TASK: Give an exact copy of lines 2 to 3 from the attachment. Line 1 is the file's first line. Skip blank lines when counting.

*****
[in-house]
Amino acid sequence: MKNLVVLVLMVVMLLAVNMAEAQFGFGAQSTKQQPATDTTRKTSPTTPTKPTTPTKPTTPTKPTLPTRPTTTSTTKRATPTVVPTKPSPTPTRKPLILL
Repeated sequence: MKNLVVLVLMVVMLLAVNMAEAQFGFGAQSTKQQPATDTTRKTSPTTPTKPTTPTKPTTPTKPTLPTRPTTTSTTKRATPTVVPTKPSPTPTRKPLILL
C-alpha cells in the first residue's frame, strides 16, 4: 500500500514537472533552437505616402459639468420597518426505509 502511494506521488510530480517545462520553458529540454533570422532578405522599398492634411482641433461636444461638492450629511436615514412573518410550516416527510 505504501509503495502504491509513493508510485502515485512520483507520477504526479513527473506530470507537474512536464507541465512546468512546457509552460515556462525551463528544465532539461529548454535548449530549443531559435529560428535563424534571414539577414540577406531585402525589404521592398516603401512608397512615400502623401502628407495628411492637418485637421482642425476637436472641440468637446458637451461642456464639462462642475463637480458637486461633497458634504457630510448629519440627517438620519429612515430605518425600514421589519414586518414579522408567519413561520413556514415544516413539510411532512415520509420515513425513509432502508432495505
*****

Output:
Amino acid sequence: MKNLVVLVLMVVMLLAVNMAEAQFGFGAQSTKQQPATDTTRKTSPTTPTKPTTPTKPTTPTKPTLPTRPTTTSTTKRATPTVVPTKPSPTPTRKPLILL
Repeated sequence: MKNLVVLVLMVVMLLAVNMAEAQFGFGAQSTKQQPATDTTRKTSPTTPTKPTTPTKPTTPTKPTLPTRPTTTSTTKRATPTVVPTKPSPTPTRKPLILL